Out this week: Black Glass by Karen Joy Fowler; The Festival of Insignificance by Milan Kundera; The Book of Speculation by Erika Swyler; The Little Paris Bookshop by Nina George; The Truth and Other Lies by Sascha Arango; Tradition by Daniel Khalastchi; and Music for Wartime by Rebecca Makkai. For more on these and other new titles, check out our Great 2015 Book Preview.
“Complacencies of the peignoir, and late / Coffee and oranges in a sunny chair, / And the green freedom of a cockatoo / Upon a rug mingle to dissipate / The holy hush of ancient sacrifice. / She dreams a little, and she feels the dark / Encroachment of that old catastrophe, / As a calm darkens among water-lights.” Wallace Stevens’s “Sunday Morning” is the perfect poem to kick off the day of rest. Here’s a a brief profile from The New Yorker on Stevens’ life and art.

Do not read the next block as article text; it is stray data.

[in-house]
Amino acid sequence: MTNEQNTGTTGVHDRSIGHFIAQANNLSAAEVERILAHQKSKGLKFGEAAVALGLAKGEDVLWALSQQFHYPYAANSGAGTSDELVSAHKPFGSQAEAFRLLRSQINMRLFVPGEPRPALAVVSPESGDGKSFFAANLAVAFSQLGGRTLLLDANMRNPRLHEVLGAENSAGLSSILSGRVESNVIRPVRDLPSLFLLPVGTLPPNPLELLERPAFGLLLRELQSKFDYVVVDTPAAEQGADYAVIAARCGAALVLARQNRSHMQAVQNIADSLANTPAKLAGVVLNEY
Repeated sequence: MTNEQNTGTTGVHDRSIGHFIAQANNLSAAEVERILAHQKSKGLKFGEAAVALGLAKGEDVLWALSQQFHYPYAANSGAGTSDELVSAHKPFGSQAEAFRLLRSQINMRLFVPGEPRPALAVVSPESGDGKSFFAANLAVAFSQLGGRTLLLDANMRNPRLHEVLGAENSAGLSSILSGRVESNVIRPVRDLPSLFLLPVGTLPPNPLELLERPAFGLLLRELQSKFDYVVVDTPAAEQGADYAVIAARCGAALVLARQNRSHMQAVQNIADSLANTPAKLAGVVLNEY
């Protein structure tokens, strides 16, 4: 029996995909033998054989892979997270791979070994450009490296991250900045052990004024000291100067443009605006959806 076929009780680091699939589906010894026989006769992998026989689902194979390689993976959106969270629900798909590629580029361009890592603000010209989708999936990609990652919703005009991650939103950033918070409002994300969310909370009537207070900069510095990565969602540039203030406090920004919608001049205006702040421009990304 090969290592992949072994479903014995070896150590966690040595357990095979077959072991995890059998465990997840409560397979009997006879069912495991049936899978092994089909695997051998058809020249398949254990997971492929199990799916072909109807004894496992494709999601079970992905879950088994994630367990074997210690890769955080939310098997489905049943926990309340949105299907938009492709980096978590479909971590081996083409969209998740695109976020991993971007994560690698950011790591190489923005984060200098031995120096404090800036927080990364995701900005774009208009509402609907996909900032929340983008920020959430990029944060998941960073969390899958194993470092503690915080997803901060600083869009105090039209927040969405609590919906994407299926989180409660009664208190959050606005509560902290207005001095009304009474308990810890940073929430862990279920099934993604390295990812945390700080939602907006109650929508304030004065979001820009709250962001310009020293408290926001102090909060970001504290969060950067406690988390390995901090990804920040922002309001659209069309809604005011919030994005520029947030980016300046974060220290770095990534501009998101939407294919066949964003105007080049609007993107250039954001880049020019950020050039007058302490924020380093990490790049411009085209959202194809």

The Russian Ministry of Culture has come under fire recently after accusations were levied by the Russian Writers’ Union of some 500 books having been removed from libraries by authorities in the Komi republic–and another fifty allegedly incinerated in the process. Most of these were textbooks published with money from the Soros Fund, run by hedge fund billionaire and very vocal Putin critic George Soros. A spokesperson for the Ministry of Culture has denied the accusations, stating that “if any books are declared ‘extremist’ through a court proceeding, they are put into the special list of the ministry of justice and immediately withdrawn from libraries. However, even in this case books are not destroyed, they are just not lent out to readers.”
You don’t need to visit Houghton Library in Cambridge, MA to check out Emily Dickinson’s family artifacts. You can catch a glimpse from the comfort of your own home.